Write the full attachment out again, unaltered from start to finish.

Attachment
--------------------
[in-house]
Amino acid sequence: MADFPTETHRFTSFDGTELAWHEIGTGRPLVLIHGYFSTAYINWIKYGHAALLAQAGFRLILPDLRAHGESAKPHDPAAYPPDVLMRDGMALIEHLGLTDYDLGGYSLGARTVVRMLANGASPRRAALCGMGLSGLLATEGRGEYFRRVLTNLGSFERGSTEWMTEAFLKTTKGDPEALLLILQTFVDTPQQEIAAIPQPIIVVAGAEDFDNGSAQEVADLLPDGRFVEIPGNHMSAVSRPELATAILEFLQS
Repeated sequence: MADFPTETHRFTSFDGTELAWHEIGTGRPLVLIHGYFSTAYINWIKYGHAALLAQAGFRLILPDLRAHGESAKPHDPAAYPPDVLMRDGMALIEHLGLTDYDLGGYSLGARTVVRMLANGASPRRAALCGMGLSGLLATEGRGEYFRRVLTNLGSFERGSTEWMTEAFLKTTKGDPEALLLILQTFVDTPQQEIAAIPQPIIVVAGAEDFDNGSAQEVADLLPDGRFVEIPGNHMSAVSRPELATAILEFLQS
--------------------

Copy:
[in-house]
Amino acid sequence: MADFPTETHRFTSFDGTELAWHEIGTGRPLVLIHGYFSTAYINWIKYGHAALLAQAGFRLILPDLRAHGESAKPHDPAAYPPDVLMRDGMALIEHLGLTDYDLGGYSLGARTVVRMLANGASPRRAALCGMGLSGLLATEGRGEYFRRVLTNLGSFERGSTEWMTEAFLKTTKGDPEALLLILQTFVDTPQQEIAAIPQPIIVVAGAEDFDNGSAQEVADLLPDGRFVEIPGNHMSAVSRPELATAILEFLQS
Repeated sequence: MADFPTETHRFTSFDGTELAWHEIGTGRPLVLIHGYFSTAYINWIKYGHAALLAQAGFRLILPDLRAHGESAKPHDPAAYPPDVLMRDGMALIEHLGLTDYDLGGYSLGARTVVRMLANGASPRRAALCGMGLSGLLATEGRGEYFRRVLTNLGSFERGSTEWMTEAFLKTTKGDPEALLLILQTFVDTPQQEIAAIPQPIIVVAGAEDFDNGSAQEVADLLPDGRFVEIPGNHMSAVSRPELATAILEFLQS